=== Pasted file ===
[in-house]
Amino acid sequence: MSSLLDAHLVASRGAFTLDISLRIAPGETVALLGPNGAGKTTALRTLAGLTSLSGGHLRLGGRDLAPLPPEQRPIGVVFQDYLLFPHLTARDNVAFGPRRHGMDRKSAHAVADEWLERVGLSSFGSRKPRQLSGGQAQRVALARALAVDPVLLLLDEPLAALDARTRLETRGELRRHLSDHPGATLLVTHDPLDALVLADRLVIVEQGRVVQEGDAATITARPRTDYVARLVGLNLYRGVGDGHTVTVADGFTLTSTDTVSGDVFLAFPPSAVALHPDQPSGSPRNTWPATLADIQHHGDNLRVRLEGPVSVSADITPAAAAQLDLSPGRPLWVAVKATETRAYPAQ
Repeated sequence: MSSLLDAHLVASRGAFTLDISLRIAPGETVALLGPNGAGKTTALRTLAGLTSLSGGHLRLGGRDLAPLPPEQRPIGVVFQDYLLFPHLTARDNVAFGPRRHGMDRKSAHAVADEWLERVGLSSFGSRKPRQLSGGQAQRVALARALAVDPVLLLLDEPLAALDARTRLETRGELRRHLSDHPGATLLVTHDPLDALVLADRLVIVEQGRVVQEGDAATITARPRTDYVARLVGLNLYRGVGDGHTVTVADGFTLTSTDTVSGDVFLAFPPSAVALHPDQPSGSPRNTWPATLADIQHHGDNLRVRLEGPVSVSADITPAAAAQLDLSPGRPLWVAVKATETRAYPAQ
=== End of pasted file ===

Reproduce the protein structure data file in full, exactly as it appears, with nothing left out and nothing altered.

[in-house]
Amino acid sequence: MSSLLDAHLVASRGAFTLDISLRIAPGETVALLGPNGAGKTTALRTLAGLTSLSGGHLRLGGRDLAPLPPEQRPIGVVFQDYLLFPHLTARDNVAFGPRRHGMDRKSAHAVADEWLERVGLSSFGSRKPRQLSGGQAQRVALARALAVDPVLLLLDEPLAALDARTRLETRGELRRHLSDHPGATLLVTHDPLDALVLADRLVIVEQGRVVQEGDAATITARPRTDYVARLVGLNLYRGVGDGHTVTVADGFTLTSTDTVSGDVFLAFPPSAVALHPDQPSGSPRNTWPATLADIQHHGDNLRVRLEGPVSVSADITPAAAAQLDLSPGRPLWVAVKATETRAYPAQ
Repeated sequence: MSSLLDAHLVASRGAFTLDISLRIAPGETVALLGPNGAGKTTALRTLAGLTSLSGGHLRLGGRDLAPLPPEQRPIGVVFQDYLLFPHLTARDNVAFGPRRHGMDRKSAHAVADEWLERVGLSSFGSRKPRQLSGGQAQRVALARALAVDPVLLLLDEPLAALDARTRLETRGELRRHLSDHPGATLLVTHDPLDALVLADRLVIVEQGRVVQEGDAATITARPRTDYVARLVGLNLYRGVGDGHTVTVADGFTLTSTDTVSGDVFLAFPPSAVALHPDQPSGSPRNTWPATLADIQHHGDNLRVRLEGPVSVSADITPAAAAQLDLSPGRPLWVAVKATETRAYPAQ